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Russia replaces military chief in Ukraine after 3 months on the job

By ANATOLY KURMANAEV


Russia has once again shaken up its military command in Ukraine, the latest sign of its faltering invasion.


Gen. Valery Gerasimov, who helped plan Russia’s stumbling invasion in February and who had served as Russian President Vladimir Putin’s military chief of general staff for more than a decade, has replaced Gen. Sergei Surovikin as the head of the Russian forces in Ukraine, the Defense Ministry said in a statement Wednesday.


Surovikin, who had previously commanded Russian forces in Syria and was installed to lead Russia’s campaign in Ukraine in October, is now one of Gerasimov’s three deputies, according to the statement.


Analysts said the replacement of Surovikin, a respected commander inside the Russian military, with a Kremlin apparatchik like Gerasimov — who served as an architect of the invasion, including the failed battle plan to take over Kyiv, Ukraine’s capital, in the first days of the war — showed that Putin remains focused on projecting stability rather than improving Russia’s darkening military outlook.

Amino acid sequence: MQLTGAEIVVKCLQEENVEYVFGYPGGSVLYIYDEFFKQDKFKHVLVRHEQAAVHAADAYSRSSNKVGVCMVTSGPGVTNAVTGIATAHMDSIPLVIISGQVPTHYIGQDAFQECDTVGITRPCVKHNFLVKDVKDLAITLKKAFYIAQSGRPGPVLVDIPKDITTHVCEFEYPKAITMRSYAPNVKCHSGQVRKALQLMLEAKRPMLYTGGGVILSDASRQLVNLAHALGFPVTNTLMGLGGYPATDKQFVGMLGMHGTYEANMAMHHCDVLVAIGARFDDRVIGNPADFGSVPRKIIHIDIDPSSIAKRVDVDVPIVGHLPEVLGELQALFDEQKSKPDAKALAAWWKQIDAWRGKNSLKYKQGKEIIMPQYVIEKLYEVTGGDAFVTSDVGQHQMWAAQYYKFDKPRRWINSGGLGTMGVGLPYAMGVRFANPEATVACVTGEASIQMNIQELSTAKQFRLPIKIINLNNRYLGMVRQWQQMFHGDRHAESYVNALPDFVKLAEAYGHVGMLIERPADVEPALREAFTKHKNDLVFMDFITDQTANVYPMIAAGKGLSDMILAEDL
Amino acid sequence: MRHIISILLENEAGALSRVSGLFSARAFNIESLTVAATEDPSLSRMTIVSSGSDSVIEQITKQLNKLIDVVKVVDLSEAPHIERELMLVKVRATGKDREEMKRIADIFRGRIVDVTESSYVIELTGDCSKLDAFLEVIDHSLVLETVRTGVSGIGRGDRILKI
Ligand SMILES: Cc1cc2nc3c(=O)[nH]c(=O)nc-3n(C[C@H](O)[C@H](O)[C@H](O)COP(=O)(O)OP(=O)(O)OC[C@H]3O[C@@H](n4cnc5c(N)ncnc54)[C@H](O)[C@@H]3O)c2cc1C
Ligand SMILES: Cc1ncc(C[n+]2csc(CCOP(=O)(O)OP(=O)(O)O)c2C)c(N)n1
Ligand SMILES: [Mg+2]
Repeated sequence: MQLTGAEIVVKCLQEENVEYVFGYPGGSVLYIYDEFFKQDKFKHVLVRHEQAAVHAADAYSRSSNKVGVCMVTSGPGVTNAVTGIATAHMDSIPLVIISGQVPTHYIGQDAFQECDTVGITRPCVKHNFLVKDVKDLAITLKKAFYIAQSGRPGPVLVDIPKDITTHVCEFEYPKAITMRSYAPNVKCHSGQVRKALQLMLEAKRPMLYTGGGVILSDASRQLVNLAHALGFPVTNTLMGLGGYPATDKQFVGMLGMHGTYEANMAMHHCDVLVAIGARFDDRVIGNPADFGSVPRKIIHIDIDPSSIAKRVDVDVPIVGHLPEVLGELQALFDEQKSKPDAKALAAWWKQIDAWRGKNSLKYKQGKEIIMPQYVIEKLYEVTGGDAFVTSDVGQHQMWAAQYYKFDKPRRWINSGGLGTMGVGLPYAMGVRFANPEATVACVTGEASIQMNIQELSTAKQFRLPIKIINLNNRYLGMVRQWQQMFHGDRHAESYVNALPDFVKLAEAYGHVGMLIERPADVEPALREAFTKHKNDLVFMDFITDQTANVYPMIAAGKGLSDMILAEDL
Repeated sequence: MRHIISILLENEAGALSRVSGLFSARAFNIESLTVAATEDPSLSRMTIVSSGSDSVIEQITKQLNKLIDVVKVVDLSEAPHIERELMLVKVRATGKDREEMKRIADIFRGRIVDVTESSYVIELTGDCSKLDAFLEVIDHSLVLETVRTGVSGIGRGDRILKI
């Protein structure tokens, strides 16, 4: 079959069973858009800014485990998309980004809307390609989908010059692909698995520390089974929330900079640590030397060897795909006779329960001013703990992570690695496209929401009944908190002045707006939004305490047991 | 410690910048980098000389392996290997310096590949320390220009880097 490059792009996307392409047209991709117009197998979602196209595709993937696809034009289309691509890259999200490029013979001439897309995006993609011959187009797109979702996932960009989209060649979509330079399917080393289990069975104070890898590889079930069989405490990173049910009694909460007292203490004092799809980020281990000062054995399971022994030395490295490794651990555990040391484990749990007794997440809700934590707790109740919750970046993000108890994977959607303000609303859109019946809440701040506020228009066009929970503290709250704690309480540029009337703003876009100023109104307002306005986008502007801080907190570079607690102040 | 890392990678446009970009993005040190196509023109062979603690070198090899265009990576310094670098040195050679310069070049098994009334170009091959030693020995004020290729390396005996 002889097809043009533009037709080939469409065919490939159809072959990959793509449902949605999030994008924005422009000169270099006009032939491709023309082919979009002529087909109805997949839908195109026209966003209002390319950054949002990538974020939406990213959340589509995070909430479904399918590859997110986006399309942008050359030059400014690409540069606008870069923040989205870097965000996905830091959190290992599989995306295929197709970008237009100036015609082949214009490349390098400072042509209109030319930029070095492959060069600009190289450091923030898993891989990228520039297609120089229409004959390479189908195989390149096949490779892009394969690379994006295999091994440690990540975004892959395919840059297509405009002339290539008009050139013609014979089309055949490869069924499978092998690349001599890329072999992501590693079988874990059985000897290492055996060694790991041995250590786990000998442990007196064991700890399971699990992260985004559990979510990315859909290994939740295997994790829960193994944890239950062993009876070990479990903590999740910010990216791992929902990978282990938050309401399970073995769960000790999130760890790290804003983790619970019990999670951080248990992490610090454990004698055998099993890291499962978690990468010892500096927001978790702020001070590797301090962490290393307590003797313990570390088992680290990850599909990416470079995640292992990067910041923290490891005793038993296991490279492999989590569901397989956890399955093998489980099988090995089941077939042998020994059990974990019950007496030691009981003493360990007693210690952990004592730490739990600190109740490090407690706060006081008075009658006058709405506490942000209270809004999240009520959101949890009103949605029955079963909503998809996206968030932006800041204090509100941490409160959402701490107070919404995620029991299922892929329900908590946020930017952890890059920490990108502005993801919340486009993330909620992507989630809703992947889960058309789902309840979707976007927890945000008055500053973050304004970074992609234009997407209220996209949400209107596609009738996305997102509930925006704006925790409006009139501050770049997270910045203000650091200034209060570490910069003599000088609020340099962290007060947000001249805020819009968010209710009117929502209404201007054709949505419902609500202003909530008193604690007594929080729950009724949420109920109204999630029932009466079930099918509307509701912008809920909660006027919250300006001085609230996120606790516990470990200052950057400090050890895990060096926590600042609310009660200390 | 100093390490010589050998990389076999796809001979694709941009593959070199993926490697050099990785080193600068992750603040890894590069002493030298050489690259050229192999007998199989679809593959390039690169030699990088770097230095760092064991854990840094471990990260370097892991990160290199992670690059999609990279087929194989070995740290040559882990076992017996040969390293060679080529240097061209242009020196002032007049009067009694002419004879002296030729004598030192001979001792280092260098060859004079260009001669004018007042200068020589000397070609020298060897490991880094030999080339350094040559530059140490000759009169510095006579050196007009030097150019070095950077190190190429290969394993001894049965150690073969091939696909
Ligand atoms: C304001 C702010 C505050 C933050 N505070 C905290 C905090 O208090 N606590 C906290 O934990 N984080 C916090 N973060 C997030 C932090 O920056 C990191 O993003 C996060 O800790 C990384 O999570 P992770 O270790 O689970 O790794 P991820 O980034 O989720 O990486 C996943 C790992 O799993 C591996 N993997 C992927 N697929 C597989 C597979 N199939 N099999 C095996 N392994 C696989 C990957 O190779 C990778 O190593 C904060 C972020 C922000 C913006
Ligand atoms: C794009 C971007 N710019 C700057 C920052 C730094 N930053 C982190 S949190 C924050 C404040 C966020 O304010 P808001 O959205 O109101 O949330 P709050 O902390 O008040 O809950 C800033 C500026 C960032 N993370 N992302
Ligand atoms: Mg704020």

“They have taken someone who is competent and replaced him with someone who is incompetent, but who has been there a long time and who has shown that he is loyal,” said Dara Massicot, senior policy researcher at the RAND Corp. in Washington. “Whatever is happening in Moscow, it is out of touch with what is happening on the ground in Ukraine.”


In October, Surovikin’s appointment to lead Russian forces in Ukraine ended months of disjointed military operations that analysts said contributed to Russia’s disastrous battlefield performance. His appointment came after the Ukrainians recovered thousands of square miles of territory in a lightning counteroffensive in the northeast of the country.


Under Surovikin, the Russian military largely switched to a defensive mode, allowing it to reduce the military failures that had characterized the first half year of the war. He was able to conduct an orderly retreat from the southern city of Kherson, the only Ukrainian provincial capital captured by Russian forces in nearly a year since the invasion.


But Surovikin, who earned a reputation for ruthlessness in Syria, also launched waves of missile and drone attacks intended to cripple the Ukrainian energy grid as winter set in. The strategy seemed intended to demoralize Ukrainian civilians and erode the will to fight.

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